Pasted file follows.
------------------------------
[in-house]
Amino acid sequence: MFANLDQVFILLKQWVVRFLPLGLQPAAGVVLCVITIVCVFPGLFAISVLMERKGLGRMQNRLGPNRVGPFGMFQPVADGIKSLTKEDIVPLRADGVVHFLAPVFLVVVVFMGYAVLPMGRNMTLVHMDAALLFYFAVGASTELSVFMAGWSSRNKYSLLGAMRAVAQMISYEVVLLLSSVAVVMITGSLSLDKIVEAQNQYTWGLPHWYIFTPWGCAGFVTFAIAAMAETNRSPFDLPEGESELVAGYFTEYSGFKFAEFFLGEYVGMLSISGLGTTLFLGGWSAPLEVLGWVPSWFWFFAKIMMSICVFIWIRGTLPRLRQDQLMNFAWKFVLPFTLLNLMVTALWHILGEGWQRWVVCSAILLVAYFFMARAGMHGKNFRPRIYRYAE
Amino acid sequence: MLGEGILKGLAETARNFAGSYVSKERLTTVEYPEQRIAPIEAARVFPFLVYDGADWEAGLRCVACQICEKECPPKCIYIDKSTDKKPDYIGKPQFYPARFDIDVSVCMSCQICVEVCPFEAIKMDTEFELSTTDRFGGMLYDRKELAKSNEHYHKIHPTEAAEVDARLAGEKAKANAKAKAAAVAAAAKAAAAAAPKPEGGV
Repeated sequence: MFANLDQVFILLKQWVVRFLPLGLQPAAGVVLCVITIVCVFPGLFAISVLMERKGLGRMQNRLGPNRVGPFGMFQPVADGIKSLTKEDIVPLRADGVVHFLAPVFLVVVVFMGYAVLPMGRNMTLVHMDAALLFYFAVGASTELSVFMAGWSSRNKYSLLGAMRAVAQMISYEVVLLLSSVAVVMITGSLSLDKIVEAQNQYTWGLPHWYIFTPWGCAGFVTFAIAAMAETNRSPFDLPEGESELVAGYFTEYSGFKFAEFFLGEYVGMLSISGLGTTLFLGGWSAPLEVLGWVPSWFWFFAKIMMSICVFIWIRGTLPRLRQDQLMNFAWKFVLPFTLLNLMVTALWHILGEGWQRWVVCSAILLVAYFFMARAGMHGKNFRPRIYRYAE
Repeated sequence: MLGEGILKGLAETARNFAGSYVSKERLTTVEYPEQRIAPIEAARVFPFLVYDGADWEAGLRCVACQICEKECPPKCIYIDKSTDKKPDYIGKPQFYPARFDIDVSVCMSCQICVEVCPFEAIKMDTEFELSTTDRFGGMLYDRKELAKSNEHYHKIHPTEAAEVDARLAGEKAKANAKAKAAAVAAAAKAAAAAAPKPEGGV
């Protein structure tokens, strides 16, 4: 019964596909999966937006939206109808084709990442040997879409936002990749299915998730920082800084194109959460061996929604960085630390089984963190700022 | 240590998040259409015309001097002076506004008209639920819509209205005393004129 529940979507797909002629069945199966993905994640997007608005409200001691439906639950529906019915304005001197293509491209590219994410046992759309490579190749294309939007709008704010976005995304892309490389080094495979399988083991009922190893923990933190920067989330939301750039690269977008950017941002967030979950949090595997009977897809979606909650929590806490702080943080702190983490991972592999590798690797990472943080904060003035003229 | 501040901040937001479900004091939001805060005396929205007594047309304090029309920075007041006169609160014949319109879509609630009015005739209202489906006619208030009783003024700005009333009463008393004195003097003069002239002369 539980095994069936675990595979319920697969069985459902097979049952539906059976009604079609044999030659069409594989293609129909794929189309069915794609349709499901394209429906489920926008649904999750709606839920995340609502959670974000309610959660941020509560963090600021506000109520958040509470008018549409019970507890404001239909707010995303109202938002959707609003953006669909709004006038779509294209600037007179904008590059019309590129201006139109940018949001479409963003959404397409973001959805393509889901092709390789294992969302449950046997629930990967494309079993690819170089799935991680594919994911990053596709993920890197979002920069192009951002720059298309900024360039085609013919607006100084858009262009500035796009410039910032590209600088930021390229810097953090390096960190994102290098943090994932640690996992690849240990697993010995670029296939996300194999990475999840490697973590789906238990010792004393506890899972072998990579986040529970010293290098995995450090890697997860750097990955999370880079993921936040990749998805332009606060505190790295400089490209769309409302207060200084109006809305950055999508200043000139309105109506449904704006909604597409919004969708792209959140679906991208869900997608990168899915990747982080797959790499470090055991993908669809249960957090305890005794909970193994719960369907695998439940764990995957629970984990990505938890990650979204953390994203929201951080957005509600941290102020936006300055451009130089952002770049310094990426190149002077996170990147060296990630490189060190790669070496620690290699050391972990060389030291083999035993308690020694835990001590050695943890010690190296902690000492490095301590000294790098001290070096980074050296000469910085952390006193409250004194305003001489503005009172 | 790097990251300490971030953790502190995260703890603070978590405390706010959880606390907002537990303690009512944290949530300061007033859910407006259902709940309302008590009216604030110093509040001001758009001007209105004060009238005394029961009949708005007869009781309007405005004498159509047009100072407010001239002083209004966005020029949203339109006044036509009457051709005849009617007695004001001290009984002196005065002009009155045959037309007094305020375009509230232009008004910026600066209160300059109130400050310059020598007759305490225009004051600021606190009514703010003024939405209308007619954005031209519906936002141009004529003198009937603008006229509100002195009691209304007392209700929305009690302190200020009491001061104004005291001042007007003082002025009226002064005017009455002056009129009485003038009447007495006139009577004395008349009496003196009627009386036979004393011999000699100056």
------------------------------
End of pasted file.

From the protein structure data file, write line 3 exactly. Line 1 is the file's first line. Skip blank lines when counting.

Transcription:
Amino acid sequence: MLGEGILKGLAETARNFAGSYVSKERLTTVEYPEQRIAPIEAARVFPFLVYDGADWEAGLRCVACQICEKECPPKCIYIDKSTDKKPDYIGKPQFYPARFDIDVSVCMSCQICVEVCPFEAIKMDTEFELSTTDRFGGMLYDRKELAKSNEHYHKIHPTEAAEVDARLAGEKAKANAKAKAAAVAAAAKAAAAAAPKPEGGV